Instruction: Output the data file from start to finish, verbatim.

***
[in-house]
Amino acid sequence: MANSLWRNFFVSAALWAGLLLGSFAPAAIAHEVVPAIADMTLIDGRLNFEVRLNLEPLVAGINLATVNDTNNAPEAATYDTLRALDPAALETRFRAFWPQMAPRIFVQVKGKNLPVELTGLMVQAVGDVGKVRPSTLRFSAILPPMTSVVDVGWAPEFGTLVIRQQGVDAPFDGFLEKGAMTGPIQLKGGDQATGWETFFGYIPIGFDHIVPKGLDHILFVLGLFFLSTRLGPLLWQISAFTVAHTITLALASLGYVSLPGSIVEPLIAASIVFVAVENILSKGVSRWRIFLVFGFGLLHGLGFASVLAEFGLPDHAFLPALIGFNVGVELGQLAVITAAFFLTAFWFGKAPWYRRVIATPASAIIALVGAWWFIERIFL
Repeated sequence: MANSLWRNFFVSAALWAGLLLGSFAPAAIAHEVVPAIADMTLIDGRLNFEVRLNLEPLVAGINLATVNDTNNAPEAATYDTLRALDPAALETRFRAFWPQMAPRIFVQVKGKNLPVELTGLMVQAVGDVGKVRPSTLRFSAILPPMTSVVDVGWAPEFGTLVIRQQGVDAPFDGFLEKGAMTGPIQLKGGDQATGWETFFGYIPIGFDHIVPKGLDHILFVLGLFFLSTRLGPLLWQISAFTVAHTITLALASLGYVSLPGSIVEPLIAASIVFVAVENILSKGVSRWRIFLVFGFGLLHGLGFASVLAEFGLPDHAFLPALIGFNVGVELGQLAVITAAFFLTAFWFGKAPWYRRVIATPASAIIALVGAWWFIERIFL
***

[in-house]
Amino acid sequence: MANSLWRNFFVSAALWAGLLLGSFAPAAIAHEVVPAIADMTLIDGRLNFEVRLNLEPLVAGINLATVNDTNNAPEAATYDTLRALDPAALETRFRAFWPQMAPRIFVQVKGKNLPVELTGLMVQAVGDVGKVRPSTLRFSAILPPMTSVVDVGWAPEFGTLVIRQQGVDAPFDGFLEKGAMTGPIQLKGGDQATGWETFFGYIPIGFDHIVPKGLDHILFVLGLFFLSTRLGPLLWQISAFTVAHTITLALASLGYVSLPGSIVEPLIAASIVFVAVENILSKGVSRWRIFLVFGFGLLHGLGFASVLAEFGLPDHAFLPALIGFNVGVELGQLAVITAAFFLTAFWFGKAPWYRRVIATPASAIIALVGAWWFIERIFL
Repeated sequence: MANSLWRNFFVSAALWAGLLLGSFAPAAIAHEVVPAIADMTLIDGRLNFEVRLNLEPLVAGINLATVNDTNNAPEAATYDTLRALDPAALETRFRAFWPQMAPRIFVQVKGKNLPVELTGLMVQAVGDVGKVRPSTLRFSAILPPMTSVVDVGWAPEFGTLVIRQQGVDAPFDGFLEKGAMTGPIQLKGGDQATGWETFFGYIPIGFDHIVPKGLDHILFVLGLFFLSTRLGPLLWQISAFTVAHTITLALASLGYVSLPGSIVEPLIAASIVFVAVENILSKGVSRWRIFLVFGFGLLHGLGFASVLAEFGLPDHAFLPALIGFNVGVELGQLAVITAAFFLTAFWFGKAPWYRRVIATPASAIIALVGAWWFIERIFL